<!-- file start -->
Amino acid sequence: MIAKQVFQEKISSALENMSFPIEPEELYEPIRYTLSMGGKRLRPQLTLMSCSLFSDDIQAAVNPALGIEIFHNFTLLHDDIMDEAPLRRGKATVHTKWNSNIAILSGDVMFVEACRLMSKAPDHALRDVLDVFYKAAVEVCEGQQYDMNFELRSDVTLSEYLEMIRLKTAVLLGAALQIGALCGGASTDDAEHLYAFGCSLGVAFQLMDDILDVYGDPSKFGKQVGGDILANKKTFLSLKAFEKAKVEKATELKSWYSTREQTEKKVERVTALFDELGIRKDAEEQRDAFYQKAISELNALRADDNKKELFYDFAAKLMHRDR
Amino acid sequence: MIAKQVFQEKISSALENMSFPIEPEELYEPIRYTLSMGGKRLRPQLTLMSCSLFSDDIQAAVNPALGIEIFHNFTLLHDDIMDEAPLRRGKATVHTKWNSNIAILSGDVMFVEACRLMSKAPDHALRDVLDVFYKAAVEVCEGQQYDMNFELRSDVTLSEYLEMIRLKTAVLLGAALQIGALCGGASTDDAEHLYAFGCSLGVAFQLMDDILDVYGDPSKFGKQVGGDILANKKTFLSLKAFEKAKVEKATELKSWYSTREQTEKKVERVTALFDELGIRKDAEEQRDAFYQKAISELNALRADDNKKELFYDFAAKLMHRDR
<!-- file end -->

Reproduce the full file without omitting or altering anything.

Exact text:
Amino acid sequence: MIAKQVFQEKISSALENMSFPIEPEELYEPIRYTLSMGGKRLRPQLTLMSCSLFSDDIQAAVNPALGIEIFHNFTLLHDDIMDEAPLRRGKATVHTKWNSNIAILSGDVMFVEACRLMSKAPDHALRDVLDVFYKAAVEVCEGQQYDMNFELRSDVTLSEYLEMIRLKTAVLLGAALQIGALCGGASTDDAEHLYAFGCSLGVAFQLMDDILDVYGDPSKFGKQVGGDILANKKTFLSLKAFEKAKVEKATELKSWYSTREQTEKKVERVTALFDELGIRKDAEEQRDAFYQKAISELNALRADDNKKELFYDFAAKLMHRDR
Amino acid sequence: MIAKQVFQEKISSALENMSFPIEPEELYEPIRYTLSMGGKRLRPQLTLMSCSLFSDDIQAAVNPALGIEIFHNFTLLHDDIMDEAPLRRGKATVHTKWNSNIAILSGDVMFVEACRLMSKAPDHALRDVLDVFYKAAVEVCEGQQYDMNFELRSDVTLSEYLEMIRLKTAVLLGAALQIGALCGGASTDDAEHLYAFGCSLGVAFQLMDDILDVYGDPSKFGKQVGGDILANKKTFLSLKAFEKAKVEKATELKSWYSTREQTEKKVERVTALFDELGIRKDAEEQRDAFYQKAISELNALRADDNKKELFYDFAAKLMHRDR